3. We have the party that he heads, or those in whose quarrel this Breaker appears; He comes up before them. This being a relative, leads you back to the preceding verse, where we find them set forth under the notion of a flock of sheep; silly, weak, and timorous creatures, that can do nothing in their own defence; the bark of a dog will make ten thousand of them to run. Such weak, helpless creatures are we, when - Christ appears for our relief, The breaker is come up before them. As for the other particulars in the verse, it is likely we may have occasion to point at them in the sequel of the discourse; at present, I offer this doctrine from the words,
OBSERVE, That as Christ is the Breaker up of our way to glory, so he comes up before us, for our encouragement, as the renowned Captain of salvation.
In discoursing on this doctrine, I shall endeavour, through divine assistance,
I. To inquire upon what account Christ is called the Breaker.
II. Speak of the coming up of this Breaker.
III. Inquire into the import of his coming up before his people.
IV. Show why he acts the part of a Breaker.
I. The first thing is, to inquire into the reason of this name, Why is Christ called the Breaker!
Answ. 1. In general he is so called, because of the great opposition he had to break through, in the glorious undertaking of our redemption, both in the purchase and application of it. The eternal Son of God had a spiritual kingdom to rear up in this lower world, among the lost family of Adam; but before he could effect bis design, he must break in upon the powers of hell
, and overthrow the usurped kingdom of the devil, who, because of the universal empire that he had obtained, is called " The god of this world." Accordingly, the first work that the Son of God undertakes, is, to bruise.or break the head of the serpent, Gen. iji. 15; that is, to destroy his power, or to wrest the government out of his hand; accordingly, when he had finished the work of our redemption upon the cross, he is said to have “ spoiled principalities and powers, and made a show of them openly, triumphing over them in it."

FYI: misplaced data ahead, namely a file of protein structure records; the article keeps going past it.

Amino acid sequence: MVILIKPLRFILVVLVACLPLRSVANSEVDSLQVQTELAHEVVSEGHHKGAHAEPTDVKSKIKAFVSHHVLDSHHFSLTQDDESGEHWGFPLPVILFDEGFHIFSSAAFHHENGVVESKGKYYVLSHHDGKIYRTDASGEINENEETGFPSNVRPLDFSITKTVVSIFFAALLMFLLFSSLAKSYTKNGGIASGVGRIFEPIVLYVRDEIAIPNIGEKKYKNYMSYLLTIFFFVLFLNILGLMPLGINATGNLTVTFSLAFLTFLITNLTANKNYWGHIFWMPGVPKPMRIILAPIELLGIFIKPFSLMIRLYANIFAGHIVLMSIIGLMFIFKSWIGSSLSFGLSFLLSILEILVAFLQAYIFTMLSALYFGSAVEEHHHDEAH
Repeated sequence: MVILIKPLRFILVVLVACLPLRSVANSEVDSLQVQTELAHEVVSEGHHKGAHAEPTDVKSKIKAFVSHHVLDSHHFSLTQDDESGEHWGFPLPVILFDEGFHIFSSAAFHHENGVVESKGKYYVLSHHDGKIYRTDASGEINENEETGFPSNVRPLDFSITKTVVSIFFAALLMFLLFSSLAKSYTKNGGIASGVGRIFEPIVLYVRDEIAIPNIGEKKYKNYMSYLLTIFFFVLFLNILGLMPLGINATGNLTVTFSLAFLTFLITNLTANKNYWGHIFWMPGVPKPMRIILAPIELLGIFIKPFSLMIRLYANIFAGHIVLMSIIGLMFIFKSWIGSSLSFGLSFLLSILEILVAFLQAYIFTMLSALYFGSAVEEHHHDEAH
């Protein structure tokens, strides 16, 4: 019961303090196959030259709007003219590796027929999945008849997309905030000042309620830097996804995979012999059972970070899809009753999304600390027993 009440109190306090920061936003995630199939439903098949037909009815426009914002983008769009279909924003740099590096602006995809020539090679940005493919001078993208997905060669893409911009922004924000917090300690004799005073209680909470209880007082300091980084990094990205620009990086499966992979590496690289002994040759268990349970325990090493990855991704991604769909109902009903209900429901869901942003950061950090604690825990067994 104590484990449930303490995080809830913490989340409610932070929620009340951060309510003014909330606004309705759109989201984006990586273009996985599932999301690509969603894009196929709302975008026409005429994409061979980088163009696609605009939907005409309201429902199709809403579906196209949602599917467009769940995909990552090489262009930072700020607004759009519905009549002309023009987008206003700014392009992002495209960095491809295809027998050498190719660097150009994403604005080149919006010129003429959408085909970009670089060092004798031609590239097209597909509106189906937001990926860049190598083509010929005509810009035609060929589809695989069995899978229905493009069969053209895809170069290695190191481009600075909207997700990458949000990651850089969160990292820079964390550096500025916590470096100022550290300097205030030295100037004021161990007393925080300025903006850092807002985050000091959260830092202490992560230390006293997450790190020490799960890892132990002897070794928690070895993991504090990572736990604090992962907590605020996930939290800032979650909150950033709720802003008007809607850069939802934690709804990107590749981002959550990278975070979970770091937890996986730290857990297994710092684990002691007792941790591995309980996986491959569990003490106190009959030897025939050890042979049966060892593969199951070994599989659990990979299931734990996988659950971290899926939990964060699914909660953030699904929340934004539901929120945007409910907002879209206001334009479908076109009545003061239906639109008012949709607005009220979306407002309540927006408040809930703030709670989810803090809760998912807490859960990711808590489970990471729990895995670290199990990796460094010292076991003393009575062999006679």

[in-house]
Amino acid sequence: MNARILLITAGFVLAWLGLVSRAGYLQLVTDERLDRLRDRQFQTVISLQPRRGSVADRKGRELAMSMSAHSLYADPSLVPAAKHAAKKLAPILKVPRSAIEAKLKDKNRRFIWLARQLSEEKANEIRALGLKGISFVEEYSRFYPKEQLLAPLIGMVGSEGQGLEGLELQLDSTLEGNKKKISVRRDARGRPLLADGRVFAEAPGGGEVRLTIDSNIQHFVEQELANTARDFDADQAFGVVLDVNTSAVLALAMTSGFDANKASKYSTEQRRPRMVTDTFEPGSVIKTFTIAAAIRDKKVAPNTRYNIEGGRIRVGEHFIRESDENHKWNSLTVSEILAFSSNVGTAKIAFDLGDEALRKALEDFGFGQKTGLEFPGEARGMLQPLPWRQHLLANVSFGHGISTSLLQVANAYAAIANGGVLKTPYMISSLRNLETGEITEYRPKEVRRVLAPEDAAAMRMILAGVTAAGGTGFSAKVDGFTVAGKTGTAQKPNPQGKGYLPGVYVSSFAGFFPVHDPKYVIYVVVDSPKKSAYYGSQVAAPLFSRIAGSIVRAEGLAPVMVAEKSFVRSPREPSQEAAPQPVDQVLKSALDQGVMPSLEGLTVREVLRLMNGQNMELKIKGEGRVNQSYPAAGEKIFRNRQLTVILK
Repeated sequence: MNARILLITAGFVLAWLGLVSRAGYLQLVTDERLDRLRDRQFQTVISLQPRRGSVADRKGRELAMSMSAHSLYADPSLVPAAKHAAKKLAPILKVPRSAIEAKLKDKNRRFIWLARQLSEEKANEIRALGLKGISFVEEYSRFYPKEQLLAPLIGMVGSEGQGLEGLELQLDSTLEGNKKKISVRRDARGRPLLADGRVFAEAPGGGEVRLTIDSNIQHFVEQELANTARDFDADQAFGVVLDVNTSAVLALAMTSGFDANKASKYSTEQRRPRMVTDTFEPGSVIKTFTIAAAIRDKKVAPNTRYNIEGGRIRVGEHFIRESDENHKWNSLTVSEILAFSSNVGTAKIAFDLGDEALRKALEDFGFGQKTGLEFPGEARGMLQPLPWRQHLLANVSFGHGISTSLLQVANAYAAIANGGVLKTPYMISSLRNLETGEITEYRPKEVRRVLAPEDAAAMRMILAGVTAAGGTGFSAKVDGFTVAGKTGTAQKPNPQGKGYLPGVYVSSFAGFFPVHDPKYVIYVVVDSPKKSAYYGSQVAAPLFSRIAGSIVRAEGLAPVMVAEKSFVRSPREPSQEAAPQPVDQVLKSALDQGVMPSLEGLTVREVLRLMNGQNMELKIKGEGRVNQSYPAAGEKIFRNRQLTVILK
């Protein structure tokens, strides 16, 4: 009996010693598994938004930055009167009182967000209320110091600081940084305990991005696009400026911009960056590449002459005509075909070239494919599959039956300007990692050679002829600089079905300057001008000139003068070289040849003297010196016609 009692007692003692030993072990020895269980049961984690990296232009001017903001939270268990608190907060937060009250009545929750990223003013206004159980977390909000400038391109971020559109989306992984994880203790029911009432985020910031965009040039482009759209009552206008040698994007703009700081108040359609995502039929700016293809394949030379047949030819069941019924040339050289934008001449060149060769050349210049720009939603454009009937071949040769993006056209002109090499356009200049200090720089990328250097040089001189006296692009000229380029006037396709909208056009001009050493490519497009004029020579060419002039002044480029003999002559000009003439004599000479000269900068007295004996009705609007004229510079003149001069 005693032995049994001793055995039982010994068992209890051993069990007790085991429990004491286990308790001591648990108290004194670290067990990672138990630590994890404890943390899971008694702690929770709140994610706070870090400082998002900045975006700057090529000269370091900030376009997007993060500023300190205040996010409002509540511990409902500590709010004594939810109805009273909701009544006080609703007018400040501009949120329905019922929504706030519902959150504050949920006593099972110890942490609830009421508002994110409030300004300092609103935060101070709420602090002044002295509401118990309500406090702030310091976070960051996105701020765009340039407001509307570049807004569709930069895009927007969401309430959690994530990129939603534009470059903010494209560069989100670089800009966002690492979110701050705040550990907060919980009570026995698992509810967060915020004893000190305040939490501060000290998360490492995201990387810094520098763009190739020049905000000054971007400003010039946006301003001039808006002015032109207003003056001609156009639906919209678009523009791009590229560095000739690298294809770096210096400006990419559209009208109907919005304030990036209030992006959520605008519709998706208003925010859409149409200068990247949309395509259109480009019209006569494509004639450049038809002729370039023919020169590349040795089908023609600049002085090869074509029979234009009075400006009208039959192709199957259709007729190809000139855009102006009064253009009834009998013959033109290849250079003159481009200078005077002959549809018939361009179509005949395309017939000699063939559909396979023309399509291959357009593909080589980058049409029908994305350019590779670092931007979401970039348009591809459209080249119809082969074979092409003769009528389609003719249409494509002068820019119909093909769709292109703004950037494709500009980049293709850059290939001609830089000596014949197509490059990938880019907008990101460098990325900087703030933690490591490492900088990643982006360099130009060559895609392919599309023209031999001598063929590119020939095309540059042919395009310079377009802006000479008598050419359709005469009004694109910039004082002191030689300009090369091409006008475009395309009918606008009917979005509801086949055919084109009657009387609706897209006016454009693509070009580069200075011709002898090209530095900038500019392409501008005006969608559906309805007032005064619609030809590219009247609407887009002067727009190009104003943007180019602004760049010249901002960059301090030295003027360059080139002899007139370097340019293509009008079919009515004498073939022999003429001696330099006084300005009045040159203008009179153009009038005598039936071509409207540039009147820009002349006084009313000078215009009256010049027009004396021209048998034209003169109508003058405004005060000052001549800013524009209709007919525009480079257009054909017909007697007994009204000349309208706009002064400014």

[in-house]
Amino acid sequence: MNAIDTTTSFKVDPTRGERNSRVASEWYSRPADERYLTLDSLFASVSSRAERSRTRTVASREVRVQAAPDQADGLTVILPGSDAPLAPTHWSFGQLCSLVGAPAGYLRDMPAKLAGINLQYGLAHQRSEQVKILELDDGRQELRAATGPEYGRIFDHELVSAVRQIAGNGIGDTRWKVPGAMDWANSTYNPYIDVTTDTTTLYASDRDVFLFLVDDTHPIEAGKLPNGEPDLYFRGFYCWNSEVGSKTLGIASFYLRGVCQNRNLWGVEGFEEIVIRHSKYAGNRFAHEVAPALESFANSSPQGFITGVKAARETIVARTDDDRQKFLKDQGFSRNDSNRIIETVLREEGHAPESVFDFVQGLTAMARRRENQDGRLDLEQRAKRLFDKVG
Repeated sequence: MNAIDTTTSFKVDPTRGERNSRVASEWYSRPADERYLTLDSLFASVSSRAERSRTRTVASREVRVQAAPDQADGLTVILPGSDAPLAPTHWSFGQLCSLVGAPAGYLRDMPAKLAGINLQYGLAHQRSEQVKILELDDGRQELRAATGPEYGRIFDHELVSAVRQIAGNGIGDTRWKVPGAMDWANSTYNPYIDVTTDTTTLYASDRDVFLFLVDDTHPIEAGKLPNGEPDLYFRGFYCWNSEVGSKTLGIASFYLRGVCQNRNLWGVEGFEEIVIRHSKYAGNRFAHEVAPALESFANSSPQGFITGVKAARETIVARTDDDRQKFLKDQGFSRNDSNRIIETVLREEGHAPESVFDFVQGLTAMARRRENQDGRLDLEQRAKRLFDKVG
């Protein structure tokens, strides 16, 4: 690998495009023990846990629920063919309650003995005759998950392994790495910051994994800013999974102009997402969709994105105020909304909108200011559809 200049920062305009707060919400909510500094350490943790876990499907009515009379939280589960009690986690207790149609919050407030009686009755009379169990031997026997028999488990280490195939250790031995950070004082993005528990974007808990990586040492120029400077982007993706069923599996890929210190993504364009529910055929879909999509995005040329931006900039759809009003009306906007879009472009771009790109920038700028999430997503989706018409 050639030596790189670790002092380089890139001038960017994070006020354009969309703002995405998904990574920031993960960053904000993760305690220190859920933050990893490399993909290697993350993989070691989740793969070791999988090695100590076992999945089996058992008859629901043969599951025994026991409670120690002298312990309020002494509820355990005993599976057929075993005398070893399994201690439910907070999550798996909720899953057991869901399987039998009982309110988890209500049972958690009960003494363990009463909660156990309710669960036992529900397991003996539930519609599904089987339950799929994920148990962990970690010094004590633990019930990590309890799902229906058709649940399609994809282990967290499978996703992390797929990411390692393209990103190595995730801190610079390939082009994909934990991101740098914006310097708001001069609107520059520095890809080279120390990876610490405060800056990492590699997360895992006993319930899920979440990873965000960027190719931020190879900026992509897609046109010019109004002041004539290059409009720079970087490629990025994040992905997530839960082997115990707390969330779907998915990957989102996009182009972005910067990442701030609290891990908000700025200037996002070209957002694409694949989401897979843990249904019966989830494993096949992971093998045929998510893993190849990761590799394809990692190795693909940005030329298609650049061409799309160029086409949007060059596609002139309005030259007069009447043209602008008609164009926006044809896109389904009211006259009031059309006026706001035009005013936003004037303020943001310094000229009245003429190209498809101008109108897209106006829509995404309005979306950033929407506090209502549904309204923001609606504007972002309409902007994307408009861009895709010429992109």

2. Having broken the head of the serpent, he breaks open his prison, and proclaims freedom and liberty to his prison
Had that question been put to all the angels in heaven, and men upon earth, which you have, Is. xlix. 24: “Shall the prey be taken from the mighty, or shall the lawful captive be delivered ?" it would have silenced them, and put them to an eternal stand. Well, who answers the question? The blessed Breaker, that is come up before us, steps in, ver. 25: “ Thus saith the Lord, Even the captives of the mighty shall be taken away, and the prey of the terrible shall be delivered ; for I will contend with him that contendeth with thee, and I will save thy children.” O sirs, we had remained eternal captives to Satan, unless the Son of God had undertaken our deliverance, and broken the chains of our captivity, Zech. ix. 11: “ As for thee, also, by the blood of thy covenant, I have sent forth thy prisoners out of the pit, wherein there is no water."
3. He is fitly called the Breaker, because he breaks up a new and living way, by which we have access to God and glory. The old way of the covenant of works was obstructed with so many obstacles, thorns, woes, and curses, that it was become impassable; none of the fallen race of Adam could enter by that road: but our blessed Goel, our kind Kinsman, comes, and by his obedience to death, opens up a new entrance or passage, by which we have access to God; and Christ himself is that way, John xiv. 6: “I am the way, and the truth, and the life; no man cometh to the Father, but by me.” Of this new way, cast up by the Breaker that is come up before us, the prophet Isaiah speaks, chap. xxxv. 8–10: “A high-way shall be there, and a way, and it shall be called the way